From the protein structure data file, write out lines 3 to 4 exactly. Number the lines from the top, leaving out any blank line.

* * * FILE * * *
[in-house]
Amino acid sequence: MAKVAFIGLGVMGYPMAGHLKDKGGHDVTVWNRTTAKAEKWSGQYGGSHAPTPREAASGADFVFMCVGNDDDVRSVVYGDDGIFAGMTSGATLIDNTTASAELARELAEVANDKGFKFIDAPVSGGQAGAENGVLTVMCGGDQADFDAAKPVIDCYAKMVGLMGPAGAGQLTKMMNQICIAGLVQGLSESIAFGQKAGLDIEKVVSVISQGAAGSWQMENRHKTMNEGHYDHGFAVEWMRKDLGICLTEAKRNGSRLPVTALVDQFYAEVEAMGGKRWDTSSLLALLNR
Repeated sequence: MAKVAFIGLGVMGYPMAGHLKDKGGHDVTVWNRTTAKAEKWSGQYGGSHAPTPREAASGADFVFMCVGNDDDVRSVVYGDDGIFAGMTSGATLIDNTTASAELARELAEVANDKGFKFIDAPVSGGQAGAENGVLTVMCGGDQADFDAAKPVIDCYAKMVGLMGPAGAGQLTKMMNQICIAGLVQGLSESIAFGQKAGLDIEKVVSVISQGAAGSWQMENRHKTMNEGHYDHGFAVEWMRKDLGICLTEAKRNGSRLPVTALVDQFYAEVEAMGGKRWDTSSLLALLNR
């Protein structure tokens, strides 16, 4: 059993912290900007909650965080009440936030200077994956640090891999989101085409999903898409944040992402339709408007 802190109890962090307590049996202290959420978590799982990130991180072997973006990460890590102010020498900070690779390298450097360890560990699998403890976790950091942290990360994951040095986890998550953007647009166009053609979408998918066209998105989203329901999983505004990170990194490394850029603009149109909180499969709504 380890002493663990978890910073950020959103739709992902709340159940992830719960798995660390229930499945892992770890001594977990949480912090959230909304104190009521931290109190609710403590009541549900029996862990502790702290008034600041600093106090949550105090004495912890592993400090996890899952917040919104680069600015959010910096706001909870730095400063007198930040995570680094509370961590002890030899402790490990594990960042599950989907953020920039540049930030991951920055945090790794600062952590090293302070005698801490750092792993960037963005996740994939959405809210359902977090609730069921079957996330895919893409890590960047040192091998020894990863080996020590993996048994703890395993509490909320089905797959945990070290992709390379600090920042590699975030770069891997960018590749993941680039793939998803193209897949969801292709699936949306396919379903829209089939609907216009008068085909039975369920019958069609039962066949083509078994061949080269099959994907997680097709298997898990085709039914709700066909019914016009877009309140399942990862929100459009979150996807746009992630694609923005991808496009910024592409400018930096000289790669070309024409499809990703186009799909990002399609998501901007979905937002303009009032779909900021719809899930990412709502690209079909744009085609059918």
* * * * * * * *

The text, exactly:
Repeated sequence: MAKVAFIGLGVMGYPMAGHLKDKGGHDVTVWNRTTAKAEKWSGQYGGSHAPTPREAASGADFVFMCVGNDDDVRSVVYGDDGIFAGMTSGATLIDNTTASAELARELAEVANDKGFKFIDAPVSGGQAGAENGVLTVMCGGDQADFDAAKPVIDCYAKMVGLMGPAGAGQLTKMMNQICIAGLVQGLSESIAFGQKAGLDIEKVVSVISQGAAGSWQMENRHKTMNEGHYDHGFAVEWMRKDLGICLTEAKRNGSRLPVTALVDQFYAEVEAMGGKRWDTSSLLALLNR
């Protein structure tokens, strides 16, 4: 059993912290900007909650965080009440936030200077994956640090891999989101085409999903898409944040992402339709408007 802190109890962090307590049996202290959420978590799982990130991180072997973006990460890590102010020498900070690779390298450097360890560990699998403890976790950091942290990360994951040095986890998550953007647009166009053609979408998918066209998105989203329901999983505004990170990194490394850029603009149109909180499969709504 380890002493663990978890910073950020959103739709992902709340159940992830719960798995660390229930499945892992770890001594977990949480912090959230909304104190009521931290109190609710403590009541549900029996862990502790702290008034600041600093106090949550105090004495912890592993400090996890899952917040919104680069600015959010910096706001909870730095400063007198930040995570680094509370961590002890030899402790490990594990960042599950989907953020920039540049930030991951920055945090790794600062952590090293302070005698801490750092792993960037963005996740994939959405809210359902977090609730069921079957996330895919893409890590960047040192091998020894990863080996020590993996048994703890395993509490909320089905797959945990070290992709390379600090920042590699975030770069891997960018590749993941680039793939998803193209897949969801292709699936949306396919379903829209089939609907216009008068085909039975369920019958069609039962066949083509078994061949080269099959994907997680097709298997898990085709039914709700066909019914016009877009309140399942990862929100459009979150996807746009992630694609923005991808496009910024592409400018930096000289790669070309024409499809990703186009799909990002399609998501901007979905937002303009009032779909900021719809899930990412709502690209079909744009085609059918």